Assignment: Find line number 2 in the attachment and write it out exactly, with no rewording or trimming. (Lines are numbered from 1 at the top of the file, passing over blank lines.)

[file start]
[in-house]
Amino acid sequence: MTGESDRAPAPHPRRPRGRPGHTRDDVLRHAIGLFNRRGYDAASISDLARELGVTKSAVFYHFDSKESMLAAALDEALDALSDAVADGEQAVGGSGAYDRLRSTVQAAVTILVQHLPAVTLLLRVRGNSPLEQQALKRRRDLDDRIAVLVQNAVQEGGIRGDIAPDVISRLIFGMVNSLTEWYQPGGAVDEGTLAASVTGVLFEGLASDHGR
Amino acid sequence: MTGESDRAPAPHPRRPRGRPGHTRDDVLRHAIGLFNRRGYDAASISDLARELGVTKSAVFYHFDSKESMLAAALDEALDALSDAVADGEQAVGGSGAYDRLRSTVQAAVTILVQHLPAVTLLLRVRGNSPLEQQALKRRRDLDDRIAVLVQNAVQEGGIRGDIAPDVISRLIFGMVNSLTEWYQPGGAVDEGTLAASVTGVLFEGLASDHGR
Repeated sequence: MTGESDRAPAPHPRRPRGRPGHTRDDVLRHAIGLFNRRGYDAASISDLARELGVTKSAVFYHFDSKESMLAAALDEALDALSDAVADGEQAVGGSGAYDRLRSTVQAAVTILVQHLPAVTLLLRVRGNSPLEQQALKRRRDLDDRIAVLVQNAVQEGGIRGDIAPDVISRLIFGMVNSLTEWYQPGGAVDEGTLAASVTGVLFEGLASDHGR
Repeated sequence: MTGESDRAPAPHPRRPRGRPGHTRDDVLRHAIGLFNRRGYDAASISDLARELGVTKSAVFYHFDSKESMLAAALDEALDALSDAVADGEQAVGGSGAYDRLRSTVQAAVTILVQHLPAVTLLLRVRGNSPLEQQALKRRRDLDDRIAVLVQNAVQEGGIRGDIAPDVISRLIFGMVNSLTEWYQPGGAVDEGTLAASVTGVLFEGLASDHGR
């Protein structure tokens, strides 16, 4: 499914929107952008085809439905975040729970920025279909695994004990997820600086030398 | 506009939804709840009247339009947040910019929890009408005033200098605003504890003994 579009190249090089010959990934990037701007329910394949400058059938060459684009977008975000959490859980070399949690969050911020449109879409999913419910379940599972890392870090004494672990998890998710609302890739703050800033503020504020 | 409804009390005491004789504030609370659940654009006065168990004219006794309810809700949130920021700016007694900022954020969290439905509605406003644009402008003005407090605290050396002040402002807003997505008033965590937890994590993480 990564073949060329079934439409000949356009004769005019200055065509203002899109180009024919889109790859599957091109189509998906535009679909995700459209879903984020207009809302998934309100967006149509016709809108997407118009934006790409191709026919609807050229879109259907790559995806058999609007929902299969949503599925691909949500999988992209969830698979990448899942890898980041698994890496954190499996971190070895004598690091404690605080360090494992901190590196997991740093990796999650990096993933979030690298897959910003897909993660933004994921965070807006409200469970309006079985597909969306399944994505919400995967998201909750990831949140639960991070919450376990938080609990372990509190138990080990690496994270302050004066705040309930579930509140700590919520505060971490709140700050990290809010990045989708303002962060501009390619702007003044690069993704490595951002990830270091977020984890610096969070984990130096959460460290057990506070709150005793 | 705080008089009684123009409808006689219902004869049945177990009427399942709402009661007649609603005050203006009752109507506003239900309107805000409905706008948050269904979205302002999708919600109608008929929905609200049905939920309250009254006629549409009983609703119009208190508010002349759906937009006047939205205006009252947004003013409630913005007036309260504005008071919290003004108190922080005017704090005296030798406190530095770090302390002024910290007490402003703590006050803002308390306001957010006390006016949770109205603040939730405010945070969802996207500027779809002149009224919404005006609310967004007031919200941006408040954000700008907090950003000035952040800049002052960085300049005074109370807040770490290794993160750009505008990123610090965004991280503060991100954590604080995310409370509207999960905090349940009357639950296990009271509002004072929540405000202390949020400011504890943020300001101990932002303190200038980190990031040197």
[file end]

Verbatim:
Amino acid sequence: MTGESDRAPAPHPRRPRGRPGHTRDDVLRHAIGLFNRRGYDAASISDLARELGVTKSAVFYHFDSKESMLAAALDEALDALSDAVADGEQAVGGSGAYDRLRSTVQAAVTILVQHLPAVTLLLRVRGNSPLEQQALKRRRDLDDRIAVLVQNAVQEGGIRGDIAPDVISRLIFGMVNSLTEWYQPGGAVDEGTLAASVTGVLFEGLASDHGR